Let's take a look at the background of this and then bust it wide open!
We take the column out of the HPLC system and put it back in the box. As usual, the lab pixies have been at it again, and the column plugs are nowhere to be seen. Has anybody taken my column plugs? No? Bah! I have no time for this, I will deal with it later!
Next thing you know, you wake up in the middle of the night with that chilling thought… the column plugs!
This must be the number one cause of HPLC column demise, worldwide. The tiny amount of eluent inside the column has surely evaporated in a matter of minutes, and the stationary phase has dried up, collapsed, or oxidised completely. Well, has it?
There’s an interesting technique called Membrane Distillation (MD), which has been extensively studied since the 1950s as a desalination and water purification technology. The basic principle is straightforward: water molecules from a saline solution spontaneously evaporate in contact with a hot porous membrane. The water vapour then diffuses through the air film in the membrane pores and finally recondenses on the cold outer surface.
Figure 4:Mass transfer across a porous membrane. Adapted from Reference 1.
The driving force for this transfer of mass is the pressure differential caused by the temperature difference between the inside and the outside. The flux of distillate is given by the following formula (Reference 2):
Although membrane distillation is an attractive technology, it has not yet found a large scale application. One of the main barriers, and the object of continuous development, is the large energy consumption required to generate a commercially viable flux of water.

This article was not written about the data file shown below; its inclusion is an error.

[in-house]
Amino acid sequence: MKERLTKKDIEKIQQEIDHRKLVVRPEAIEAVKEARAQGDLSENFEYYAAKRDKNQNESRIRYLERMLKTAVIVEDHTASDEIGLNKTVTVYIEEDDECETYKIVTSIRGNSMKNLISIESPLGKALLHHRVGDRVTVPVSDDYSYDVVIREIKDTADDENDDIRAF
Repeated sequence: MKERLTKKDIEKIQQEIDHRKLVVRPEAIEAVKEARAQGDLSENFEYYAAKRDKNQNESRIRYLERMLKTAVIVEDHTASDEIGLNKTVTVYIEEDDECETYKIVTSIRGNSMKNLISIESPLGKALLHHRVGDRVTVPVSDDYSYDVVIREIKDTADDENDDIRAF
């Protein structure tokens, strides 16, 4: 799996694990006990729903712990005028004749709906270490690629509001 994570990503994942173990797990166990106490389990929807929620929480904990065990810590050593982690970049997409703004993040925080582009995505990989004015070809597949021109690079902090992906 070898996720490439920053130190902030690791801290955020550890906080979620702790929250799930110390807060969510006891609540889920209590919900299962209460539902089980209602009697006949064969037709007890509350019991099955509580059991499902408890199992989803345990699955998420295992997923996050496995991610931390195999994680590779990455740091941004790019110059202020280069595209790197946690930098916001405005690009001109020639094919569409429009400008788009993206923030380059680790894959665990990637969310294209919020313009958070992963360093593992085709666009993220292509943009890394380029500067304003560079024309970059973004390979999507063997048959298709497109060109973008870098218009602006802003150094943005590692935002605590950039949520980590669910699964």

It is not a great stretch to use membrane distillation as a model for the evaporation of the mobile phase through the frits of an uncapped HPLC column. As in MD, a driving force is required in the form of a temperature differential. Unless we absent-mindedly left the column on a hot plate, or under a heat gun (switched on), or next to the window on a particularly sunny day under a powerful magnifying glass set on an equatorial mount (also switched on)... one can imagine that the temperature differential across the column frits will be of a few degrees at best.
An HPLC column holds a surprising amount of liquid: a typical 4.6 x 100mm column contains approximately 1.1mL of eluent. A back-of-the-envelope calculation tells me that it would take about half a week to evaporate this. We must also remember that most of the eluent is deeply embedded in the porous silica particles, which would further delay the evaporation. At any rate, it will certainly take a long time… unless the lab pixies give it a helping hand, of course.
Seventh myth: catastrophic evaporation of mobile phase from an uncapped HPLC column… BUSTED!